When I add logging (e.g. log4j2 in Java) to existing code, is it ok (good practice), to alter the code?

Consider the following example:

 //if process returned 0 return true
 return (returnCode == process.waitFor());

This construction is rather neat, but when I want to add logging to it, and I want to use two different levels of logging (DEBUG vs ERROR) depending on the process return code, it can change to something like this:

int returnCode = process.waitFor();

if(returnCode == 0)
    logger.debug("Command returned code 0");
    logger.error("Command returned code: ");
return (returnCode == 0);

Another example would be:

throw new UnsupportedOperationException("Unknown message: " + message.toString());

changed to:

String errorMsg = "Unknown message: " + message.toString();
throw new UnsupportedOperationException(errorMsg);

Is altering the code in order to add logs acceptable? Are there some guidelines on how to do it?

  • 1
    At a PPOE one of the coding standards was that return statements could only return simple values, and not the result of a function call or comparison. This made adding logging statements easier (as well as debugging).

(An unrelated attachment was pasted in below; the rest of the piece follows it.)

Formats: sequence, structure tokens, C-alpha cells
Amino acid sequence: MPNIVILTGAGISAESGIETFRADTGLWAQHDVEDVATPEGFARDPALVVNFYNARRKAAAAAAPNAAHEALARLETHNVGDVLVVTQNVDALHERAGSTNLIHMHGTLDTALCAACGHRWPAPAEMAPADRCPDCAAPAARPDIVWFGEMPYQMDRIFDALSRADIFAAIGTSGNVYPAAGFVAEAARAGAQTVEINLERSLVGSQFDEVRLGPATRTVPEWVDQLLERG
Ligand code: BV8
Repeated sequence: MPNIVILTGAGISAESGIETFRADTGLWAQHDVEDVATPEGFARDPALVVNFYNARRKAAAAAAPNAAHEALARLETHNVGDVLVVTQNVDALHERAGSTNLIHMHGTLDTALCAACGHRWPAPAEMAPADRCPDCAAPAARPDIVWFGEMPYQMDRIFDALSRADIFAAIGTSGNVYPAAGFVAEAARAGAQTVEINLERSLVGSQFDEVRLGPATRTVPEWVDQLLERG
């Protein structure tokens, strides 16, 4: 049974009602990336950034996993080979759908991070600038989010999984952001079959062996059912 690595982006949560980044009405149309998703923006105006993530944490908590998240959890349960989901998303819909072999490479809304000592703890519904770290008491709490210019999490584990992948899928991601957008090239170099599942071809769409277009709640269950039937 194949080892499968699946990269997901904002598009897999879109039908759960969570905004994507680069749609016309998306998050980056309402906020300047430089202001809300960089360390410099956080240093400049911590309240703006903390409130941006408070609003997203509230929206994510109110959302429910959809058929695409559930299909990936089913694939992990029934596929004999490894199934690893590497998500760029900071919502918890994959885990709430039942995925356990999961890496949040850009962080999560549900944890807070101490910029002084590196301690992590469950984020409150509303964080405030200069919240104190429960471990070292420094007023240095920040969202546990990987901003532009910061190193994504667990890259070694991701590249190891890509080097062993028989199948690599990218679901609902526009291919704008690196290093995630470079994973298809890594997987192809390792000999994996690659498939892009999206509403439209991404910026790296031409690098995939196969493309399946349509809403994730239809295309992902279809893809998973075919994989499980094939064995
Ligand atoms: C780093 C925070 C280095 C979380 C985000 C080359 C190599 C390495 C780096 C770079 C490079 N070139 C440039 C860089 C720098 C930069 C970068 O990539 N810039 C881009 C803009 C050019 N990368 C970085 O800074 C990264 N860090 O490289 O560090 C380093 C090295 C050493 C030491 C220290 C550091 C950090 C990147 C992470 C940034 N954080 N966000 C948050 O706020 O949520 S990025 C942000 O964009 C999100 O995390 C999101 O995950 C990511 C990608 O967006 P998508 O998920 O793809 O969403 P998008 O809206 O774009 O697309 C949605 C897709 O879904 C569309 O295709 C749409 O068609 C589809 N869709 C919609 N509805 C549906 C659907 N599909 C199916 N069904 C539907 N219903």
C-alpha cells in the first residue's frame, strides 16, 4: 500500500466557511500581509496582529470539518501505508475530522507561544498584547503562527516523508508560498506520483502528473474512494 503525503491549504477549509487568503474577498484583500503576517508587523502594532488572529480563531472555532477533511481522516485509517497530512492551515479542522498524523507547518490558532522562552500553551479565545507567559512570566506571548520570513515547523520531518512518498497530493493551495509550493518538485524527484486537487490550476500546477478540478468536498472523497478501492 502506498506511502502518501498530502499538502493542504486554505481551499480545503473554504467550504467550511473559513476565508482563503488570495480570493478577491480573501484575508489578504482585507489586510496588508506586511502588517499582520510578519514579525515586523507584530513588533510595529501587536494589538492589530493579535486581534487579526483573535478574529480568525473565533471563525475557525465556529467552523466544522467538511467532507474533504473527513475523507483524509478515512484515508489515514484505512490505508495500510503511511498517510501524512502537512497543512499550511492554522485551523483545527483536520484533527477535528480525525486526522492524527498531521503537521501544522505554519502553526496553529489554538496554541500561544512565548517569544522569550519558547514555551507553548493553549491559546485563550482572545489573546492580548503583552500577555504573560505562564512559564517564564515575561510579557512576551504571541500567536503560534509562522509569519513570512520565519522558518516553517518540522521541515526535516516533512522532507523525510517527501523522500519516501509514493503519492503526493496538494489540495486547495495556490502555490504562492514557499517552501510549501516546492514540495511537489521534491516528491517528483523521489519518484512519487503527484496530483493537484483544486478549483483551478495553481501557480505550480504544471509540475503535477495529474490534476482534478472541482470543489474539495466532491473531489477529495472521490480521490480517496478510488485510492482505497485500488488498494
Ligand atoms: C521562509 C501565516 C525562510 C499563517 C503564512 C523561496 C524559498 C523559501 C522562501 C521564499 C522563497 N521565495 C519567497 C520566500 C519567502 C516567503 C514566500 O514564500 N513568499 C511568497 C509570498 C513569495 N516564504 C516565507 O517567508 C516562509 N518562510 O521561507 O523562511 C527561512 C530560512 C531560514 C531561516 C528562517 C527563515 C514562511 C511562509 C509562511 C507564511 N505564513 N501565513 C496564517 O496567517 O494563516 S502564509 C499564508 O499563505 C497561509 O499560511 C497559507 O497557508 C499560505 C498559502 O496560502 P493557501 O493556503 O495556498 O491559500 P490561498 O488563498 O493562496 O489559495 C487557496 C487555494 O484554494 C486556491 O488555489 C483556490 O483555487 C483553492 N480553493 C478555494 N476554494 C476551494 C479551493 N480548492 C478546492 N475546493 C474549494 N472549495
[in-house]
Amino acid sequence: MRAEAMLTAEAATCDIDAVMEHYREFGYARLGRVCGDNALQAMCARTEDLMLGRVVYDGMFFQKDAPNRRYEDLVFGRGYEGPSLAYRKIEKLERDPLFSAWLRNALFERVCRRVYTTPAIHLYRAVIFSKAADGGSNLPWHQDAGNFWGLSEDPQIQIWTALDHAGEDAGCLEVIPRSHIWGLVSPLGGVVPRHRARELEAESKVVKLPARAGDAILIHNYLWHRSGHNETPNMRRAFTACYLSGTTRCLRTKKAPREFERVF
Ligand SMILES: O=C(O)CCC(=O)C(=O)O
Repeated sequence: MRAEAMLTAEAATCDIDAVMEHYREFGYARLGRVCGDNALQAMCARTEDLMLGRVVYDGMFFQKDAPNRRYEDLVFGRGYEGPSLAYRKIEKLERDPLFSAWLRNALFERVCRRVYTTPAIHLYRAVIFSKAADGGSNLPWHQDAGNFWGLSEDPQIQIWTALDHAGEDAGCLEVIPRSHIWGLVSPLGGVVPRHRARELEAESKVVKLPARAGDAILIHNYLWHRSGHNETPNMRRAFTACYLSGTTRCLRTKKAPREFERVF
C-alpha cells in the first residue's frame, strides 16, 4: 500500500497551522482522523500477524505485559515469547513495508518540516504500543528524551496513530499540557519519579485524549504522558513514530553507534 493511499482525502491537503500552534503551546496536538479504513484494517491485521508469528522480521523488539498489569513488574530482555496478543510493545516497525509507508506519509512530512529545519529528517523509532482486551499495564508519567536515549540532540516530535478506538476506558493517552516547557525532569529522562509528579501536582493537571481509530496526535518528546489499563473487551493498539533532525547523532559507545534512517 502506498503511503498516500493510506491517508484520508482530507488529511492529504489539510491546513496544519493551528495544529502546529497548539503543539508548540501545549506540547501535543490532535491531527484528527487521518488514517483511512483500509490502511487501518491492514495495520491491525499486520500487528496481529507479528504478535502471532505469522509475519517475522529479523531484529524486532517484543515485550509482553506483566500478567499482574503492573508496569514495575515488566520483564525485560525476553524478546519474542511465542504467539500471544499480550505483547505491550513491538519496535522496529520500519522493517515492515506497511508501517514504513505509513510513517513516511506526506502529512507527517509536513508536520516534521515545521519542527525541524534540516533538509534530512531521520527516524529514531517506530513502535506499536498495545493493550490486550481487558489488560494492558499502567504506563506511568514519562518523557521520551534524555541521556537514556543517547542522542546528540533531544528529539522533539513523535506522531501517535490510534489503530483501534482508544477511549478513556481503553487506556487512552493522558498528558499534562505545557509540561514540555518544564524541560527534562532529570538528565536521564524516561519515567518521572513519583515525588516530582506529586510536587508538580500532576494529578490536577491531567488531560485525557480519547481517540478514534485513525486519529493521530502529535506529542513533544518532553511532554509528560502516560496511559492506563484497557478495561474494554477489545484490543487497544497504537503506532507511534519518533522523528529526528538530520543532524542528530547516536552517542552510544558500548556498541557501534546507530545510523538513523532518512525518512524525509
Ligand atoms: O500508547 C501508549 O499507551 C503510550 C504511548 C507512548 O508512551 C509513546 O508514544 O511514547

– TMN
    Mar 18, 2016 at 12:46

2 Answers 2


Broadly speaking, yes, of course you can alter the code to add logging. If logging had been part of the project from the beginning, how would the code have been written?

There's exceptions to every rule, but these are so situation dependent it's out-of-scope to discuss here. (Consider a critical production problem where logging must be added to diagnose the issue. It's probably prudent to wait until the problem is resolved before making changes to the code beyond the addition of the necessary logging).

In the first example, I would probably add a logProcessResult(...) function to prevent having to look at that if/else construct all over the place just for logging purposes.

The second example is more complicated... it's not always the case that the exception and log should contain the same content, especially if the exception can be publicly visible while the log is not. However, separating the string allows for localization of the message, so isn't a bad idea anyway.


Best practice for handling logging kind of cross cutting concerns through AspectJ/AOP and handle the input parameter and results logging from single place. This shall enhance the code maintainability.

  • 3
    Nothing indicates that the OP wants to log only at the boundaries of the method and not inside the business logic itself. While AOP has benefits, I find it unfortunate to see it mentioned for anything related to logging, as it was a silver bullet. Mar 18, 2016 at 12:41
  • Question initiated with return, existing code base along with modification as constraint and enhancing maintainability as objective lead to suggest AOP and as you rightly pointed surely it is not as silver bullet. Mar 31, 2016 at 11:33

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